Texas Esports: Infinite problems
According to research provided by Code Red Esports, the agency owned and founded by Luckbox ambassador and esports godfather Paul ‘Redeye’ Chaloner, there are now 262 sports teams involved in the space in one way or another. Compared to even a few years ago that is a massive jump in investment, but the level of interest varies wildly, as does the investment in the ethos and soul of esports, from team to team.
This number was boosted over the past few months by a swathe of entries, including Man Utd, prompted by the formation of the ePremier League, another FIFA tournament run by football owners scared of their aging customer base continuing to age. While it is great to see teams like Manchester United on the ball and getting involved, it’s also worth pointing out that many of these groups are only halfway in, compared to the level of investment they could make.
Leagues like the ePremier are not a bad thing for esports per se, but the fact is that teams like to buy into them as they see ‘virtual football’ and equate that with ‘gaming’, which means younger fans, in their minds at least. This fundamentally misses the point of esports, which is not to provide a virtual alternative to existing sports, but new and different ways to compete, that are not available in real life.
The same goes for the NBA and NFL leagues, run by rich men who want to get money from the kids who can’t afford to go to the real games. If the likes of Manchester United, the LA Lakers or Real Madrid were to follow PSG’s example, and support Dota, CSGO or other elite esports orgs, rather than the virtual counterparts to their existing stars, it would be massive for the scene overall, although there are examples from 2019 that show how risky it can be to dive all the way in.
Infinite money, infinite stress
One of the biggest and most exciting investments esports has seen in recent years is the purchase of OpTic Gaming and creation of Infinite Esports by Texas Esports, LLC, a firm led by Texas Rangers owner Neil Leibman. Leibman is a billionaire according to most sources and, unlike many investors, his firm decided to buy in real esports knowhow, purchasing one of the most storied and famous names in the game.
The investment went further, too, with spots in the Overwatch League and the LCS purchased, and heavy spending on a CSGO team that never got off the ground, but apparently it hasn’t paid off. The end of last year saw multiple headlines reporting that OpTic and Infinite were looking to ‘restructure’, ostensibly to set themselves up for a more successful 2019.
As it turns out, they were just cleaning the place up to sell, and ESPN’s Jacob Wolf reported that the group has decided $150m is a fair price if you want Infinite problems. While they do own those League and OWL spots, as well as a recovering Call of Duty dynasty, that is a massive amount of money for a group that has spent the last twelve months failing to capitalise on all of those wonderful assets.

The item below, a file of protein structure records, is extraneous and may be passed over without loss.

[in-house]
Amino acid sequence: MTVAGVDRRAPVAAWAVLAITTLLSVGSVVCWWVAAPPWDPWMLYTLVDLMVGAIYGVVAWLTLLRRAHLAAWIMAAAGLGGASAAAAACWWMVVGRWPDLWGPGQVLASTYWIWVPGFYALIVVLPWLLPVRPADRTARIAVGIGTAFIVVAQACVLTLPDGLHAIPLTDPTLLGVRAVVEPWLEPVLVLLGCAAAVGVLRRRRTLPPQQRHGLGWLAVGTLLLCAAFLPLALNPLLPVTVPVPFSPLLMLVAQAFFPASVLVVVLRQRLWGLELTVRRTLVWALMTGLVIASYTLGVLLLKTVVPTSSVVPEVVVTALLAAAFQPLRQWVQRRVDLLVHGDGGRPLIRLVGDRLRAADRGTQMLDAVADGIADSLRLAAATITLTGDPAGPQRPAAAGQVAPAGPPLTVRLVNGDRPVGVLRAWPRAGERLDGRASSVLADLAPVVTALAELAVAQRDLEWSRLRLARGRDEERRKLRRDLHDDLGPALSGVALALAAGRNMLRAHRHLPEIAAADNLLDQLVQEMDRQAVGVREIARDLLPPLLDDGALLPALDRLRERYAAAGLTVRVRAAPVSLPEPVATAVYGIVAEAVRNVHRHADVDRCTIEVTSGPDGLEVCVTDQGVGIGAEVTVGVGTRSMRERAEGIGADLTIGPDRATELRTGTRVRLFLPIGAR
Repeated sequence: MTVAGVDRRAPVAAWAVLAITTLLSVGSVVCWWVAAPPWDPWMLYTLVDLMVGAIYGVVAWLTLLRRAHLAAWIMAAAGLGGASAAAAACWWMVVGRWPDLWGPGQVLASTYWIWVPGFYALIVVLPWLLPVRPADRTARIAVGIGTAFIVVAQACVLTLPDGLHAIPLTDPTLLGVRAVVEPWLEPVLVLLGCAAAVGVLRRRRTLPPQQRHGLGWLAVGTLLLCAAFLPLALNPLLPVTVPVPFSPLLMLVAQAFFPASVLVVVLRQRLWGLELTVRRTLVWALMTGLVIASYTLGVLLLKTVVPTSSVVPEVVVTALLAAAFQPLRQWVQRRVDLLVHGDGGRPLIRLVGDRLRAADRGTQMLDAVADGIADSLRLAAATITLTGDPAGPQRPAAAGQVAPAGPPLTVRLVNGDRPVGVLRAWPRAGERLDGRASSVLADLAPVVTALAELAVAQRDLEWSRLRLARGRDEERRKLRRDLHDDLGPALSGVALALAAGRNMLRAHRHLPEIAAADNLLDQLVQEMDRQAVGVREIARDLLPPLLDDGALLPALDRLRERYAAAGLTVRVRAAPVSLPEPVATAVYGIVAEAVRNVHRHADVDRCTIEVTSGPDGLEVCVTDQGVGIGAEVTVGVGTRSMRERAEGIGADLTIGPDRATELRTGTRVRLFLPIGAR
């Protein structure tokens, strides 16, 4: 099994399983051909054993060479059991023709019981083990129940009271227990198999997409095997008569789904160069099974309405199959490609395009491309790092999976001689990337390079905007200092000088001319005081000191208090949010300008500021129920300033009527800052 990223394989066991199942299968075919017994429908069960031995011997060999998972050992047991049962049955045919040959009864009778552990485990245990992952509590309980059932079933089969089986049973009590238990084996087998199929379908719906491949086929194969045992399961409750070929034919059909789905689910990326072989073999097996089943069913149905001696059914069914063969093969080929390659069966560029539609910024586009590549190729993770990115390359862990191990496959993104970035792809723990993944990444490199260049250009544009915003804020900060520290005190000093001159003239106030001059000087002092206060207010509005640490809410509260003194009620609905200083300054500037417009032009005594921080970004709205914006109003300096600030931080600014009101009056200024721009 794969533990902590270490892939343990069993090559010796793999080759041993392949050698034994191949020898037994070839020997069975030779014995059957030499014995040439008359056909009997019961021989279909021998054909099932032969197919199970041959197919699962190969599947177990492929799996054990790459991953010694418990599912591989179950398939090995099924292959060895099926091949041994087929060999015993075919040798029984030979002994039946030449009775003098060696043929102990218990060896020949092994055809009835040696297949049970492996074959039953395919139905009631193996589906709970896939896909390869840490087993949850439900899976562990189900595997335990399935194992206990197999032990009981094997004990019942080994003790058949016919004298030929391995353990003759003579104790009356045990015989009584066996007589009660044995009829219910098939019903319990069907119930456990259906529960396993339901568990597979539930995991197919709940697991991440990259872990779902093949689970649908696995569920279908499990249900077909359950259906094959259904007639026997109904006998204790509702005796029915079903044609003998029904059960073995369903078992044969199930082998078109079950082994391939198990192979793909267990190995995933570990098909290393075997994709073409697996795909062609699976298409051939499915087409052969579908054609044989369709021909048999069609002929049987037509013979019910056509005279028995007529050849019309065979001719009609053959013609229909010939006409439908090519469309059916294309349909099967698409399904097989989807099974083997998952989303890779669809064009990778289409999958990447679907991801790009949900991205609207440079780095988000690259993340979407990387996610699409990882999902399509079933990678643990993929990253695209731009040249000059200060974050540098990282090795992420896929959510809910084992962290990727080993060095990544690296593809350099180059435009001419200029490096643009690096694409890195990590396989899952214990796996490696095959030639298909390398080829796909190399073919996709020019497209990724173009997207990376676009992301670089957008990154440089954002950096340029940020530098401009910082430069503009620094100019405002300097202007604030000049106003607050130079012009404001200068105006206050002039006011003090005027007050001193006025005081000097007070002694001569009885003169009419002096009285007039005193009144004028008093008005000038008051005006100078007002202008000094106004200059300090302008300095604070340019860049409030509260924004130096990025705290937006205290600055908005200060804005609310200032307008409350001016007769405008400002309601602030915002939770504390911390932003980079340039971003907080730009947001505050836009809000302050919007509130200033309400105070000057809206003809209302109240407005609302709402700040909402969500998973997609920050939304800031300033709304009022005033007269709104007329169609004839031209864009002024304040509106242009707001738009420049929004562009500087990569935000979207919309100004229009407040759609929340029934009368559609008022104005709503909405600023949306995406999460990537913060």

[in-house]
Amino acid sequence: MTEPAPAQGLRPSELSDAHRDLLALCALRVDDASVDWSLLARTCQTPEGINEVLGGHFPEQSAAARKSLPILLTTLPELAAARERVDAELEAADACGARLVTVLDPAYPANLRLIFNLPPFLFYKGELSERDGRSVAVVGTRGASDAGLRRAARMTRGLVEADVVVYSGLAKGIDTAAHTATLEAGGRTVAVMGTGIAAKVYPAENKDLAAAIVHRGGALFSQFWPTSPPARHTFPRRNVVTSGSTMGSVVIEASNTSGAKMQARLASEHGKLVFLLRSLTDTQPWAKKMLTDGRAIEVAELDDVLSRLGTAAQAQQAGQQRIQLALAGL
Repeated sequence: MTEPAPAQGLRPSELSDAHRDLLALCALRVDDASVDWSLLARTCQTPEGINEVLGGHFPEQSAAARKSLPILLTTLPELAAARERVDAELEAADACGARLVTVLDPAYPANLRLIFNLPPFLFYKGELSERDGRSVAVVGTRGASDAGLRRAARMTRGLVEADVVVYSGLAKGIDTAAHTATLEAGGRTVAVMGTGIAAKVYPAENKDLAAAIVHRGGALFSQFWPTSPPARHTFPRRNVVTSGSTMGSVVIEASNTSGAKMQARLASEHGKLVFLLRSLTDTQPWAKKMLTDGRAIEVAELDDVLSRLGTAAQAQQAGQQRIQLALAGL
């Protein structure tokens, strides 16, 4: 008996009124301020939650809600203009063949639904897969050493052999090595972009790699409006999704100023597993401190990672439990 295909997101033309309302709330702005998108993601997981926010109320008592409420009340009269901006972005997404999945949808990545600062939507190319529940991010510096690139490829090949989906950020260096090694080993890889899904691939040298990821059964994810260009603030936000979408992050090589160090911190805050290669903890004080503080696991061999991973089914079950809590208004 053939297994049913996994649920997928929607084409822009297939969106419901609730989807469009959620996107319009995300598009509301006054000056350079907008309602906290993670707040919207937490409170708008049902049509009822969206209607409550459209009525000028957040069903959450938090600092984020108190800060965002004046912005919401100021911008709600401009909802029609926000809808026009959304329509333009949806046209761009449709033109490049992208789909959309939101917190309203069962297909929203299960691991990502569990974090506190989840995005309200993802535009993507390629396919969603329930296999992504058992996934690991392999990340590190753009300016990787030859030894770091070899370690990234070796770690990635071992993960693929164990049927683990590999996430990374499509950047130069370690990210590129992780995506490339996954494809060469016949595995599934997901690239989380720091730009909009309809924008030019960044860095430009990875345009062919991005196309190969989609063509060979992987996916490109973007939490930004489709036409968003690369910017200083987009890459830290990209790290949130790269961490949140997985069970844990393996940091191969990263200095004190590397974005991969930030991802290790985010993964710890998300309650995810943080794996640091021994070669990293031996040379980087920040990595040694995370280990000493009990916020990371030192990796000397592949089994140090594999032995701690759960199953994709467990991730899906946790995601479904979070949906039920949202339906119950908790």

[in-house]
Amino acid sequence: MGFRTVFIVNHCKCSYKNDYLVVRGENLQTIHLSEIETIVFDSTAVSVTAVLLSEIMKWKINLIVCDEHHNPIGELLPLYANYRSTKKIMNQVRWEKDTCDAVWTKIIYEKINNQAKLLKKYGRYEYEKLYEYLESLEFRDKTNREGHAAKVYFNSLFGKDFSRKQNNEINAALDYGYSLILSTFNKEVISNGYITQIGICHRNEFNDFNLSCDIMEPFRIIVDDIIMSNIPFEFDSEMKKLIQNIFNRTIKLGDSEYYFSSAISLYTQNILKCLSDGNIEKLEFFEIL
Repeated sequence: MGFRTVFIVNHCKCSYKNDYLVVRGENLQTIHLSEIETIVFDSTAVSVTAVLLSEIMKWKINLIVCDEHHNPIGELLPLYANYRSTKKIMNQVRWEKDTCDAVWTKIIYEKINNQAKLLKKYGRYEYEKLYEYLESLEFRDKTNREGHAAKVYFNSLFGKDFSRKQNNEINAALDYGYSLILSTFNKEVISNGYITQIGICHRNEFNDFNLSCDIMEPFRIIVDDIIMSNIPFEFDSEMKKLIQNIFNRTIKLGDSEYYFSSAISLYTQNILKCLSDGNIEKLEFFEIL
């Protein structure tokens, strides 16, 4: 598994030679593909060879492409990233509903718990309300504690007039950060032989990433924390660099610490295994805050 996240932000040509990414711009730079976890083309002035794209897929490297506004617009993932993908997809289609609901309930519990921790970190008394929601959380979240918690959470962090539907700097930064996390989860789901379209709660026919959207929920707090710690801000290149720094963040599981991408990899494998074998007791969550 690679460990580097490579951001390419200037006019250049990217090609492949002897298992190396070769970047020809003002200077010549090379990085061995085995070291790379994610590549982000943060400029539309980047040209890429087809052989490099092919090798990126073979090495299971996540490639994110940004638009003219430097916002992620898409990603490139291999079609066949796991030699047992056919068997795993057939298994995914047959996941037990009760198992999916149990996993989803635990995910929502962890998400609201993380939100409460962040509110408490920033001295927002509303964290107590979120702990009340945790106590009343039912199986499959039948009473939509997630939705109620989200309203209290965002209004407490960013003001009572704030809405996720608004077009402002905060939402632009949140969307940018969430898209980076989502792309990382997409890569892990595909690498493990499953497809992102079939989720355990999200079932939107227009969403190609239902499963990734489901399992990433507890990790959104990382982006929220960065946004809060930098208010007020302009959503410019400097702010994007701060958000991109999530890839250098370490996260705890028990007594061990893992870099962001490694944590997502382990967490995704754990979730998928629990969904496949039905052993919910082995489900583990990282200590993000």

The reason for the sale is basically chronic mismanagement, with many hires from inside the esports scene obviously flawed (like the notorious Alicus), but it does show the complexity and to some extent unpredictability of investing in our growing scene. Even with experience and a proven brand, Infinite have shown it is possible to fail spectacularly, and it will be fascinating to see what becomes of the group once it has been transferred to a new owner.
This is not to say Texas Esports necessarily went about their business in the wrong way of course, but to demonstrate why such a large percentage of the sports teams involved in esports have chosen to spend small, on the virtual version of the game they know. For every PSG.LGD in the TI Grand Final we have at least a couple of Norths, where players are being paid tier one wages and turning in tier three performances, and OpTic is another example of that.
The key to moving on from this issue perhaps lies with the likes of Code Red, and other firms that can act as a bridge between old money and new esports (not new sports) to facilitate better deals. Whether that is not going into multiple games at once, or waiting for the right CSGO team to come along rather than getting the best you can on day one, the advice will vary from situation to situation, but is going to be very valuable for the foreseeable future.
Then again, it still relies on the incoming party to find the right consultant, as Redeye swims like a shark in a sea of fake experts, who can be considered discarded plastic bags in our metaphor, no longer wanted by their owners and looking to make a quick buck in a new industry. Today there is no ‘right’ way to invest in esports though, or at least guarantee success if you do, rather than end up with an Infinite list of issues.